MacCulloch, M., Snowden, P., Wood, P., & Mills, H. (1983). Sadistic fantasy, sadistic behavior, and offending. British Journal of Psychiatry, 143, 20–29.

Marshall, W. L., & Kennedy, P. (2003). Sexual sadism in sexual offenders: An elusive diagnosis. Aggression and Violent Behavior, 8, 1–22.

Marshall, W. L., & Yates, P. M. (2004). Diagnostic issues in sexual sadism among sexual offenders. Journal of Sexual Aggression, 10, 21–27.

Spengler, A. (1977). Manifest sadomasochism of males: Results of an empirical study. Archives of Sexual Behavior, 6, 441–456

Yates, P.M., Hucker, S.J. & Kingston, W.A. (2008). Sexual sadism: Psychopathology and theory. In Laws, D.R. & O’Donohue, W.T. (Eds.), Sexual Deviance: Theory, Assessment and Treatment. pp.213-23o. New York: Guildford Press.

About drmarkgriffiths

Professor MARK GRIFFITHS, BSc, PhD, CPsychol, PGDipHE, FBPsS, FRSA, AcSS. Dr. Mark Griffiths is a Chartered Psychologist and Professor of Behavioural Addiction at the Nottingham Trent University, and Director of the International Gaming Research Unit. He is internationally known for his work into gambling and gaming addictions and has won many awards including the American 1994 John Rosecrance Research Prize for “outstanding scholarly contributions to the field of gambling research”, the 1998 European CELEJ Prize for best paper on gambling, the 2003 Canadian International Excellence Award for “outstanding contributions to the prevention of problem gambling and the practice of responsible gambling” and a North American 2006 Lifetime Achievement Award For Contributions To The Field Of Youth Gambling “in recognition of his dedication, leadership, and pioneering contributions to the field of youth gambling”. His most recent award is the 2013 Lifetime Research Award from the US National Council on Problem Gambling. He has published over 600 research papers, four books, over 130 book chapters, and over 1000 other articles. He has served on numerous national and international committees (e.g. BPS Council, BPS Social Psychology Section, Society for the Study of Gambling, Gamblers Anonymous General Services Board, National Council on Gambling etc.) and is a former National Chair of Gamcare. He also does a lot of freelance journalism and has appeared on over 2000 radio and television programmes since 1988. In 2004 he was awarded the Joseph Lister Prize for Social Sciences by the British Association for the Advancement of Science for being one of the UK’s “outstanding scientific communicators”. His awards also include the 2006 Excellence in the Teaching of Psychology Award by the British Psychological Society and the British Psychological Society Fellowship Award for “exceptional contributions to psychology”.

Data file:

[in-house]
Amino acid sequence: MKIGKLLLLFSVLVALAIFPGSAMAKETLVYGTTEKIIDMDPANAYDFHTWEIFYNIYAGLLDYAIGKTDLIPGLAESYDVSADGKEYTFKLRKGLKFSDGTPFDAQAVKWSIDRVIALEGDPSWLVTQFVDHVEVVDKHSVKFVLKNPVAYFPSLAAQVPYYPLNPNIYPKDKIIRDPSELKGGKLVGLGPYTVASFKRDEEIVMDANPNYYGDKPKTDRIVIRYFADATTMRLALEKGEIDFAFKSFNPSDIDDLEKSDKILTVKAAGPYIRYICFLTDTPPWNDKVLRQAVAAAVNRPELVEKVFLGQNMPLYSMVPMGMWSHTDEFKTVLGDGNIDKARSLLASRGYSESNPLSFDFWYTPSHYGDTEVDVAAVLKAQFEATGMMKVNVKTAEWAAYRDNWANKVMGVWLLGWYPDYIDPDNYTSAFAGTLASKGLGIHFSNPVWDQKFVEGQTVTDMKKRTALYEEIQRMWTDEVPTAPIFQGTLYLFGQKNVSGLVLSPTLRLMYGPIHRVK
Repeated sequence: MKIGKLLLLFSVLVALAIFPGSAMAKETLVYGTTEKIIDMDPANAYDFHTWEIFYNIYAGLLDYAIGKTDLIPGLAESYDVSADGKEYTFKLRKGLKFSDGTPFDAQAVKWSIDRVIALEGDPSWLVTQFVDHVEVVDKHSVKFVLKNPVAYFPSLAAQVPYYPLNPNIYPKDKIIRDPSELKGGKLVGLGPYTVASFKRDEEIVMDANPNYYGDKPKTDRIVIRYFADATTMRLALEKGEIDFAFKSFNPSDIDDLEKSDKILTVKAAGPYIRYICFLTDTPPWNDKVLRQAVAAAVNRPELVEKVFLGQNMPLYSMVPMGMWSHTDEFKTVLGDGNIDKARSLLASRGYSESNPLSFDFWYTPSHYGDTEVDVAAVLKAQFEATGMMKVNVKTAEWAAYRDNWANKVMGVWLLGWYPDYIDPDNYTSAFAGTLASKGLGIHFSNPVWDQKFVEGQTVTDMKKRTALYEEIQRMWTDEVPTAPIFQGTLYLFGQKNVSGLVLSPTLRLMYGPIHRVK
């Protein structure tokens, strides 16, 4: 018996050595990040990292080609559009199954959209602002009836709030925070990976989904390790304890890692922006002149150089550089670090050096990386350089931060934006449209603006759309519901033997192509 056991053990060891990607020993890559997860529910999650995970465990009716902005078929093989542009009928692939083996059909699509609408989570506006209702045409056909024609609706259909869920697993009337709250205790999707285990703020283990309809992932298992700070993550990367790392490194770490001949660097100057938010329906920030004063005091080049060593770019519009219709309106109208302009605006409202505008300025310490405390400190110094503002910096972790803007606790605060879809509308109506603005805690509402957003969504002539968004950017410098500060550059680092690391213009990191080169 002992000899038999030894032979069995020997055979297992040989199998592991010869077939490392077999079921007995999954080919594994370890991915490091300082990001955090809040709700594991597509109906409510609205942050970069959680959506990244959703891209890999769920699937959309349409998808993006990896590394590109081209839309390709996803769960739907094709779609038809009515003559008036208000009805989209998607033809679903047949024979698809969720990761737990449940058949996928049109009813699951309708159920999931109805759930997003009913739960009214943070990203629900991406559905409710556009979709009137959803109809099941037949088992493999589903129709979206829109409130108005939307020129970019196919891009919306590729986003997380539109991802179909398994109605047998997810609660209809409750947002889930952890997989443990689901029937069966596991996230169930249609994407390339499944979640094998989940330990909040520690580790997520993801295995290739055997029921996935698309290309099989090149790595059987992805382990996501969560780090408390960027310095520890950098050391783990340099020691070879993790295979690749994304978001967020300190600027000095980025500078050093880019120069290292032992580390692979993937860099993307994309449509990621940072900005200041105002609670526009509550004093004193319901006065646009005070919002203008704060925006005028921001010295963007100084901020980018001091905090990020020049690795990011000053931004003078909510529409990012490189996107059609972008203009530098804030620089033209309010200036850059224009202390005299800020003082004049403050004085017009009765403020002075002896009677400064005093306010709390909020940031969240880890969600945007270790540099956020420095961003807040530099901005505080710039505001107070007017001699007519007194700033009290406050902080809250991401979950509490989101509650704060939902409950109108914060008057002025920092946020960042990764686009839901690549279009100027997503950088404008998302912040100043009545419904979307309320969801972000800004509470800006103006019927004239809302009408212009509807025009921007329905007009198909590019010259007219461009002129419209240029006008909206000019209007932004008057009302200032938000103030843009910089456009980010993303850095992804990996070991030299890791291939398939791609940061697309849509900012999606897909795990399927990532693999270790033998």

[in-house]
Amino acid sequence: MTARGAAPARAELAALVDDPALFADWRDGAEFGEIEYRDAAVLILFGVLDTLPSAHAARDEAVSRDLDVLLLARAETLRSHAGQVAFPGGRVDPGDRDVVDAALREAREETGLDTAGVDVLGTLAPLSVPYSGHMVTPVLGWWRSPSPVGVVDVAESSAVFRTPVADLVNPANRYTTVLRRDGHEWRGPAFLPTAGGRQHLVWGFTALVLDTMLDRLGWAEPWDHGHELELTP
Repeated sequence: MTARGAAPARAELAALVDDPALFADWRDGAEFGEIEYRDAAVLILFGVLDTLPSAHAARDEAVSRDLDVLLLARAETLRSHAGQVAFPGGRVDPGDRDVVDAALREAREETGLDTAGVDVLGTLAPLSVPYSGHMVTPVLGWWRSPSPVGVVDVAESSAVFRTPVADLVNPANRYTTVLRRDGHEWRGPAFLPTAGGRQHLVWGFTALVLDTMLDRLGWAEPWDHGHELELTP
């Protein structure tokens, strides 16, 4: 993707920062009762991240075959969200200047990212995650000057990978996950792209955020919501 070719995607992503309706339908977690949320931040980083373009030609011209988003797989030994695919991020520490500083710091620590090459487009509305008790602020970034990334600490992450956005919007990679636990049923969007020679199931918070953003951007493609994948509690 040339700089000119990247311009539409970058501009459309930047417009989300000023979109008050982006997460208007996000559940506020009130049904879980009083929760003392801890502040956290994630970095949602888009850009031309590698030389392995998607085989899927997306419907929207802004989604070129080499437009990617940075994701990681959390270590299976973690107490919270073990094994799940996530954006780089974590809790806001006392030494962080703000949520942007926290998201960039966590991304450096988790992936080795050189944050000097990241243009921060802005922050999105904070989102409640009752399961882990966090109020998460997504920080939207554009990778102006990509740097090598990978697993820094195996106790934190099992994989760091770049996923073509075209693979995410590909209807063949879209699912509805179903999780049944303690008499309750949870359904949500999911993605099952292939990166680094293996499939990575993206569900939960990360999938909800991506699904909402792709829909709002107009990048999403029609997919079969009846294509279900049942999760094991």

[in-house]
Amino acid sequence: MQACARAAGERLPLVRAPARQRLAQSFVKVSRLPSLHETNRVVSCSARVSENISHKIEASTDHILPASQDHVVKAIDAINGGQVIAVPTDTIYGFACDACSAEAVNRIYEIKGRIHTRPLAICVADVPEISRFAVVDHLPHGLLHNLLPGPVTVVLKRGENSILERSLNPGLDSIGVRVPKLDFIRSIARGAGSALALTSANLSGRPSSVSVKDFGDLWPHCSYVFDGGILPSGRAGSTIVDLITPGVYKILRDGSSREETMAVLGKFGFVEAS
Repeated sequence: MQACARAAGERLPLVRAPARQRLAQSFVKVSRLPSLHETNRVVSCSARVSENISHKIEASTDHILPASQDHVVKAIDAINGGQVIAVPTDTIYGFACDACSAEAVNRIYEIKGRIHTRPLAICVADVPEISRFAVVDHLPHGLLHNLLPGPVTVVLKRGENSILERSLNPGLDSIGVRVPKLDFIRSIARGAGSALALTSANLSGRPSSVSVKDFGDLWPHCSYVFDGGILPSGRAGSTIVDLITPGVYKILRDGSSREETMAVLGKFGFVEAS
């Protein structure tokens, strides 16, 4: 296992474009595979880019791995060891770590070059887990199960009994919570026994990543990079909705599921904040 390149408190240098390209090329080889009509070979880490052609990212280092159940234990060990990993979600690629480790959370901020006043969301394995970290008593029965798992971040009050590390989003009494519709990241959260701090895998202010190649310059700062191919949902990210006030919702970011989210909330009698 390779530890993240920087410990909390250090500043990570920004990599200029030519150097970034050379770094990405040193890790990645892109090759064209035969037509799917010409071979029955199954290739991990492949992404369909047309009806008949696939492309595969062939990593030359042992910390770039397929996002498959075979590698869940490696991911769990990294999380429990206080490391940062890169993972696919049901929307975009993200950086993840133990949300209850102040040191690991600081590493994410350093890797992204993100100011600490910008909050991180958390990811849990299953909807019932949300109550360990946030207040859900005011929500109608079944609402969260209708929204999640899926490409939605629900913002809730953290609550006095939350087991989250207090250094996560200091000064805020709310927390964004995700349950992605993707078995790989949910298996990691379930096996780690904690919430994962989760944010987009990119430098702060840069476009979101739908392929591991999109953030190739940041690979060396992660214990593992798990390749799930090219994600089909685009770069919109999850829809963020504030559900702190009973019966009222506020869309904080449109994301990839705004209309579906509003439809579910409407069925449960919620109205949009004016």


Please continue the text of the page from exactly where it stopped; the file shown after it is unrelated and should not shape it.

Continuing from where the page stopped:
Posted on February 9, 2012, in Compulsion, Obsession, Paraphilia, Psychiatry, Psychology, Sex, Sex addiction and tagged , , , , , , . Bookmark the permalink. 5 Comments.

  1. Sexual Sadism is about much more than just pain.
    To many people it seems -in my experience- that the act of hurting someone in sex has to do with hate, disrespect or an underlying problem in the sadist actor.
    In my opinion, sexual sadism is mainly about control. Control, domination, and -when it occurs within a relation- trust. Of course it is rather “uncommon” to enjoy inflicting pain in others… but pain is also something very erotic. Sadism in a sexual context is a lot less hard to explain than sadism in everyday life, I believe…

    But that is of course just my humble opinion…
    Thanks for sharing… I enjoy your blog…

    • I think you have to not get confused between getting sexual pleasure from pain, and inflicting pain while in a sexual position. The line is very different and for some, it is the actual act of the causing of pain that results in gratification.

      Yes, pain can be pleasurable, however I believe the true intent of the ‘sadist’ is that he or she does not want the person they are hurting to enjoy it.

      I suspect they may ‘hope’ the other person does as a way to justify their needs and or desires.

  2. Thanks for any other excellent article. Where else could anyone get that type
    of information in such a perfect manner of writing? I have a presentation next
    week, and I am on the look for such information.

  3. Sadism the deriving of sexual gratification or the tendency to derive sexual gratification from inflicting pain or emotional abuse on others, my question is how many people have experienced it. Try to read this one http://crosbycenter.com/drug-rehab-california/sex-addiction-treatment-center/